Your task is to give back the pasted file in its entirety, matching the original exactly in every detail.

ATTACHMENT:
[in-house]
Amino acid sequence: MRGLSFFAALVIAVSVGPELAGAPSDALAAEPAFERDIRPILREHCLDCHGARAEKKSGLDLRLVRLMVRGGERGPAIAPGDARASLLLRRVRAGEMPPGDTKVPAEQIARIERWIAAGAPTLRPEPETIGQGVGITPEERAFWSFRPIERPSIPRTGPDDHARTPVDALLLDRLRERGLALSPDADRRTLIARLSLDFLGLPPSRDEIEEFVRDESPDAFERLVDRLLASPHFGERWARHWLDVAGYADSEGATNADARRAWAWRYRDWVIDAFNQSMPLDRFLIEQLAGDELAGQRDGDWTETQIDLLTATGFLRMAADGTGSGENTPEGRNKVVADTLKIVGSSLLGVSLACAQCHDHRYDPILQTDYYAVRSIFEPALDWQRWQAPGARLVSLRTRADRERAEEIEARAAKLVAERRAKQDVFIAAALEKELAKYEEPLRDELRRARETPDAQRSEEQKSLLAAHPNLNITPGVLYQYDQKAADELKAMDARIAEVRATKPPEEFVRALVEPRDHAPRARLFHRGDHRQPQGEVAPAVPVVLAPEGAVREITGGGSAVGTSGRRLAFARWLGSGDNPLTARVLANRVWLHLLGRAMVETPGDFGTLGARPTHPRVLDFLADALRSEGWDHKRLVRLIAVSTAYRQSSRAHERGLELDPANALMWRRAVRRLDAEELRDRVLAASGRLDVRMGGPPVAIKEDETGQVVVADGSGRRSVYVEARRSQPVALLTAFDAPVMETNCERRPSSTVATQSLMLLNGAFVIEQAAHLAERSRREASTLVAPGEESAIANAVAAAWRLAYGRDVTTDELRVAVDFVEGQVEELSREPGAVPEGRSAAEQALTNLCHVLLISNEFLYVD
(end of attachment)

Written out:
[in-house]
Amino acid sequence: MRGLSFFAALVIAVSVGPELAGAPSDALAAEPAFERDIRPILREHCLDCHGARAEKKSGLDLRLVRLMVRGGERGPAIAPGDARASLLLRRVRAGEMPPGDTKVPAEQIARIERWIAAGAPTLRPEPETIGQGVGITPEERAFWSFRPIERPSIPRTGPDDHARTPVDALLLDRLRERGLALSPDADRRTLIARLSLDFLGLPPSRDEIEEFVRDESPDAFERLVDRLLASPHFGERWARHWLDVAGYADSEGATNADARRAWAWRYRDWVIDAFNQSMPLDRFLIEQLAGDELAGQRDGDWTETQIDLLTATGFLRMAADGTGSGENTPEGRNKVVADTLKIVGSSLLGVSLACAQCHDHRYDPILQTDYYAVRSIFEPALDWQRWQAPGARLVSLRTRADRERAEEIEARAAKLVAERRAKQDVFIAAALEKELAKYEEPLRDELRRARETPDAQRSEEQKSLLAAHPNLNITPGVLYQYDQKAADELKAMDARIAEVRATKPPEEFVRALVEPRDHAPRARLFHRGDHRQPQGEVAPAVPVVLAPEGAVREITGGGSAVGTSGRRLAFARWLGSGDNPLTARVLANRVWLHLLGRAMVETPGDFGTLGARPTHPRVLDFLADALRSEGWDHKRLVRLIAVSTAYRQSSRAHERGLELDPANALMWRRAVRRLDAEELRDRVLAASGRLDVRMGGPPVAIKEDETGQVVVADGSGRRSVYVEARRSQPVALLTAFDAPVMETNCERRPSSTVATQSLMLLNGAFVIEQAAHLAERSRREASTLVAPGEESAIANAVAAAWRLAYGRDVTTDELRVAVDFVEGQVEELSREPGAVPEGRSAAEQALTNLCHVLLISNEFLYVD